Today will mark 9 days since we arrived at this migration stop and with winds continuing to blow too strong and from the wrong direction, it looks like we’ll be here for another day.
With winds blowing from the south, we’ll be staying on the ground for another day.
Join us at 3pm central time today for a live video chat – Have your questions ready and ask them in the chat on our ustream channel.
Flying is not like driving. Passing a few feet from a car, traveling at highway speed, going in the opposite direction is so common we are not even motivated enough to put two hands on the steering wheel, let alone stop texting. However, aircraft passing within a half mile of each other have the full attention of both pilots. Formation flying in air shows is an entirely different discipline requiring precision and talent.
Flying with birds has its own challenges but does not have the same consequences as a mid-air collision with another aircraft. In fact, we often bump each other without damage to the bird or the trike. It’s more like bumping shoulders with your walking partner as you navigate uneven ground. That proximity to another flying object is one of the most distressing challenges for first time pilots recruited onto the team.
Formation flying with birds is equal measures of art and science. The art is in reading the clues the birds provide and knowing how we can make their work easier. That requires subtle changes to speed and altitude and indicates when we can climb and when we need to glide. The science is not so intuitive.
An aircraft wing is shaped to produce low pressure on its upper surface and increased pressure below. The slightly compressed air below tries to move around the tip to fill the void above and it creates vortices that rolls out past the wing tip and up, clockwise on the left and counter clockwise on the right. In smooth air, it produces a steady and dependable airflow that our cranes soon learn to use to their advantage. Find the right spot and they are carried along like a bicycle racer slipstreaming the leader who is using up his energy at a faster rate. In the right conditions, the birds close to our wings can glide effortlessly.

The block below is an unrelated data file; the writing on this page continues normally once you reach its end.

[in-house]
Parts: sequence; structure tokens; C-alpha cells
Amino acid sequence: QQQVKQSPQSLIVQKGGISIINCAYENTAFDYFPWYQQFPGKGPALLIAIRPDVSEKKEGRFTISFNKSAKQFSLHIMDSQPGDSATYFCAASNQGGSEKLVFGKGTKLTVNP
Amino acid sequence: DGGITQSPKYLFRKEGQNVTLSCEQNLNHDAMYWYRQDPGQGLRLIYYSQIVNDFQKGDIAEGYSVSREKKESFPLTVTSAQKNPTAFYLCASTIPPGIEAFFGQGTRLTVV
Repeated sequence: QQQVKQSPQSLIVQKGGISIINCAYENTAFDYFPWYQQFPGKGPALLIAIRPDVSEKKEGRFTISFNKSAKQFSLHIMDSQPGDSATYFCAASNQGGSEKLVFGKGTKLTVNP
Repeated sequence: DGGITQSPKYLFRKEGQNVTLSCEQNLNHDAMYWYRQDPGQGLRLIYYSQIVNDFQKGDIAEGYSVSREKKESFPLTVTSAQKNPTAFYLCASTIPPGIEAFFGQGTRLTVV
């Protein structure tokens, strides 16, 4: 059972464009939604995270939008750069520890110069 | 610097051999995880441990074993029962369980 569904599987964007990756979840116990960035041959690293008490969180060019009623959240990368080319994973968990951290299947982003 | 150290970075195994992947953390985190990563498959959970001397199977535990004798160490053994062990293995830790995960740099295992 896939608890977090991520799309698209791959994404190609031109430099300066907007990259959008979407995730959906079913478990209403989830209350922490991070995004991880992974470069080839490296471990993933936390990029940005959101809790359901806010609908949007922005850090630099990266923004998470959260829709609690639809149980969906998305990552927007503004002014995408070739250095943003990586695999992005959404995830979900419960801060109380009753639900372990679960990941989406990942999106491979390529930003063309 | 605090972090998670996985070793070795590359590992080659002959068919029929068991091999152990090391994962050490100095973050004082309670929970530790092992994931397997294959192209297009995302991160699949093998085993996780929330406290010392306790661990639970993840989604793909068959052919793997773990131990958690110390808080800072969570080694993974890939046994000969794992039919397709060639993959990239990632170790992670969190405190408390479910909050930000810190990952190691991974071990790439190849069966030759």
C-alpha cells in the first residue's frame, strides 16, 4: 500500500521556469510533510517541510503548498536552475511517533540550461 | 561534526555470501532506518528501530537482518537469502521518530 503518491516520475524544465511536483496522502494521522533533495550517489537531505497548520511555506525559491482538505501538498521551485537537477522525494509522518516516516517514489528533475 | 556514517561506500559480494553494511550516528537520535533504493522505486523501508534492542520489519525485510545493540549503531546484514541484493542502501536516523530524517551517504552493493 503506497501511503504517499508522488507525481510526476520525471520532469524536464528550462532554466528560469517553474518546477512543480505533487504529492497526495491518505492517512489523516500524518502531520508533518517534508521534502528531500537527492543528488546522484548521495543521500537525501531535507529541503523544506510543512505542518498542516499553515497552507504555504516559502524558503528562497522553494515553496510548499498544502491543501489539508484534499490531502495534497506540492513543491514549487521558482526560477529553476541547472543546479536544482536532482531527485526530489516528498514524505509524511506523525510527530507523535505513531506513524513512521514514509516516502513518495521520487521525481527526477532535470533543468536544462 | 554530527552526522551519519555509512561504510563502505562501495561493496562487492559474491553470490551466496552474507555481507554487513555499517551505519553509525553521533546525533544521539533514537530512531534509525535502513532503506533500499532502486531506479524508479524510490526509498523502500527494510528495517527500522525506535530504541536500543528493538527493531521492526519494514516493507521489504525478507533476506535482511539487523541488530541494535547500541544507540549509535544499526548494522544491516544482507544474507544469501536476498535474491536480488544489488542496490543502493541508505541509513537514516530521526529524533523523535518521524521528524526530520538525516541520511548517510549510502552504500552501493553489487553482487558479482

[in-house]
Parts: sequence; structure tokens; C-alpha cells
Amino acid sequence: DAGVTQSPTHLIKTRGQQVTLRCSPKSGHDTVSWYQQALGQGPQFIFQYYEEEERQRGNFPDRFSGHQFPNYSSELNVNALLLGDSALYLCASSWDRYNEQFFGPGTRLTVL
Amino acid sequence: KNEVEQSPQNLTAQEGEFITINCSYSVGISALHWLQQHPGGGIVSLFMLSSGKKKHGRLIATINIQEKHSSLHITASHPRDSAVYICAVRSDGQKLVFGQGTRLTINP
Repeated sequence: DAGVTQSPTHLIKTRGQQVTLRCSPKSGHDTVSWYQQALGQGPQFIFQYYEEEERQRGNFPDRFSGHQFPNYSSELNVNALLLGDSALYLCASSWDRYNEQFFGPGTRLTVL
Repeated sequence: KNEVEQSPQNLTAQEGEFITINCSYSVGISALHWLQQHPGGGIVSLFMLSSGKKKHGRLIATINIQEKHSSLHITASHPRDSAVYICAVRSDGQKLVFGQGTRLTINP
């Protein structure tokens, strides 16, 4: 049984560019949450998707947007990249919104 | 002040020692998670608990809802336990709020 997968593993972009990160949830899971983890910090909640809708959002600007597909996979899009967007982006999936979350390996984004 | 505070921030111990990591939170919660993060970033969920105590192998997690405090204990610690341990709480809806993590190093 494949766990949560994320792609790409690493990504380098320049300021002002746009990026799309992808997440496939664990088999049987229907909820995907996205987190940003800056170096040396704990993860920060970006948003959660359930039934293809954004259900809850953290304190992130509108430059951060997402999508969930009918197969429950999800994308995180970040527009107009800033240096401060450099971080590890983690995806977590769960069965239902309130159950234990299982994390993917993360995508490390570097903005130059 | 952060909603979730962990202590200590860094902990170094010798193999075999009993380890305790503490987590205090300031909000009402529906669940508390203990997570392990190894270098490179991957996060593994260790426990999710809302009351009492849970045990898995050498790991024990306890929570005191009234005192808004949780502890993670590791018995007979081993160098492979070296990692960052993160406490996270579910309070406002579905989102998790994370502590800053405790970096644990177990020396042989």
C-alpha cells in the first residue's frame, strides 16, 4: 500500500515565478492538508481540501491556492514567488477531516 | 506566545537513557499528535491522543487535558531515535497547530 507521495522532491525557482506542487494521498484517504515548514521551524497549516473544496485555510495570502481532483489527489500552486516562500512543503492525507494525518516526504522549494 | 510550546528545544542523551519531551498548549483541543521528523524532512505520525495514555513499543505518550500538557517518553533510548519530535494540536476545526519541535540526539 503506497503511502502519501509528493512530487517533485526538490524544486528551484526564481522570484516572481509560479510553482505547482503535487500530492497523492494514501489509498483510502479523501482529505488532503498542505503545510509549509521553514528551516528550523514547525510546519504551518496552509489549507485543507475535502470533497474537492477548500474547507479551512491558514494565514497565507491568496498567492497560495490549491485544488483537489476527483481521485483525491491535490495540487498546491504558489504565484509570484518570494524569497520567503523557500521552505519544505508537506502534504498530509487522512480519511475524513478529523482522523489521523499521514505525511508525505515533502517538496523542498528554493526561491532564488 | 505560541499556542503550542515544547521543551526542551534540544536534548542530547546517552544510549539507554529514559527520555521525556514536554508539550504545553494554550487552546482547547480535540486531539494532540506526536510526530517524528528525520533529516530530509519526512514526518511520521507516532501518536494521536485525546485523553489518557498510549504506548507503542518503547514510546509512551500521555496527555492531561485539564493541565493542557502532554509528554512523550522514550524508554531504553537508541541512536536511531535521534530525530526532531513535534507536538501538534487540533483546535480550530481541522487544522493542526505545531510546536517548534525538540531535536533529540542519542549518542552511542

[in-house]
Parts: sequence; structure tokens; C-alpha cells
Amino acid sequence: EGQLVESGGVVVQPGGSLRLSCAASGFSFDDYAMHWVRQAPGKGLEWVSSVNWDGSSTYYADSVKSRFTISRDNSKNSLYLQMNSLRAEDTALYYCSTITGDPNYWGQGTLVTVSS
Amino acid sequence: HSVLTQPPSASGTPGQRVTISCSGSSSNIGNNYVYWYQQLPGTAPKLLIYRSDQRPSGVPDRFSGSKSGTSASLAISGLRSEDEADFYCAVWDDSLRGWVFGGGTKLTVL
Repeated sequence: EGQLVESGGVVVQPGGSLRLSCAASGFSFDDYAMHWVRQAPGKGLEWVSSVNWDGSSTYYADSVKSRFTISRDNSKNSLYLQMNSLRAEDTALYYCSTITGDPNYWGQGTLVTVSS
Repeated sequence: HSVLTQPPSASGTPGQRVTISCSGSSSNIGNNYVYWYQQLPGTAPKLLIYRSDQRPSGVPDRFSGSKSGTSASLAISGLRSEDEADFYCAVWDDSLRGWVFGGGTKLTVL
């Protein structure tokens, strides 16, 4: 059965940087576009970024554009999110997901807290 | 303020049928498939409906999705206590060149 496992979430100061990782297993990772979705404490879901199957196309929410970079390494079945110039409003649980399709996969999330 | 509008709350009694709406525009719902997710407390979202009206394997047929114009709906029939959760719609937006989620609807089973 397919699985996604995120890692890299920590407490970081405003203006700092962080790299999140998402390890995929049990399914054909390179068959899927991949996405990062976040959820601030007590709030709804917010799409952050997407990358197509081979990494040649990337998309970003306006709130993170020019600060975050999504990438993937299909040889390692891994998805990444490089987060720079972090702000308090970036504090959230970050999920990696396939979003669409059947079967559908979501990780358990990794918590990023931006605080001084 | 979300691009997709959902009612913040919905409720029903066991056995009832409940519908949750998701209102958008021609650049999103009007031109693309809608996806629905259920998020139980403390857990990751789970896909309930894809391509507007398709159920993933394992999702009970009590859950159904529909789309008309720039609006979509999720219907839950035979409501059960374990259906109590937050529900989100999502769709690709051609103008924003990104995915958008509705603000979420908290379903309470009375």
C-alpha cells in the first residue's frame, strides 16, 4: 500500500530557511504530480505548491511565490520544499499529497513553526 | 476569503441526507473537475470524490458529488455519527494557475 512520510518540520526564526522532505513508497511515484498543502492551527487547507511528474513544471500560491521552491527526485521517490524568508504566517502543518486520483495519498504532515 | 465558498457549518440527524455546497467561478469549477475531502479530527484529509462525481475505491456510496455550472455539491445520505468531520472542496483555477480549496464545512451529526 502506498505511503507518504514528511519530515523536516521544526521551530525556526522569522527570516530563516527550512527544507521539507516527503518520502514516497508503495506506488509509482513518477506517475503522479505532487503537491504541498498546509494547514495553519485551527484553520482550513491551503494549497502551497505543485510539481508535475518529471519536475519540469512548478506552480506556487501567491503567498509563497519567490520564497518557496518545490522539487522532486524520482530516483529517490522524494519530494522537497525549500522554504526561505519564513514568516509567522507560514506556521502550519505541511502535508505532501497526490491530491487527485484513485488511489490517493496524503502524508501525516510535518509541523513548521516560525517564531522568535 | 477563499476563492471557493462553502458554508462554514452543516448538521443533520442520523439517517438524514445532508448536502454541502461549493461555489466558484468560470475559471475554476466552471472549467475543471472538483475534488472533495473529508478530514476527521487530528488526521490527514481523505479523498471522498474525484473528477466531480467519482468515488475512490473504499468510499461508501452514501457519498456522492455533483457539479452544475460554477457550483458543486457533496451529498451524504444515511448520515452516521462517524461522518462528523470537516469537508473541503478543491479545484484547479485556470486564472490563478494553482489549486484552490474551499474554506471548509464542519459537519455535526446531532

Many people still believe that the “V” formation flight of geese and cranes is a sign of nature’s wiser ways and that they take turns leading to share the workload. It is true that the lead bird is doing the most work. With every down stoke of his wings, he creates a swirl of air off his wing tips similar to the little eddy that is generated by a canoe paddle as you pull it through the water. The bird behind can feel the lift that swirl provides and it learns to follow at just the exact spot to take advantage. His wing beats add to the vortices like a well timed pump of the knees can make a swing carry you higher. Each successive bird down the line creates more free lift for the birds behind and each one pushes his way forward until he reaches a spot where he is not strong enough to overtake the bird ahead but stronger than the one behind. If that bird gets tired, it may drop back a few positions and ride on the stronger wake. Like a bicycle racer, it may regain its strength and bully its way forward again.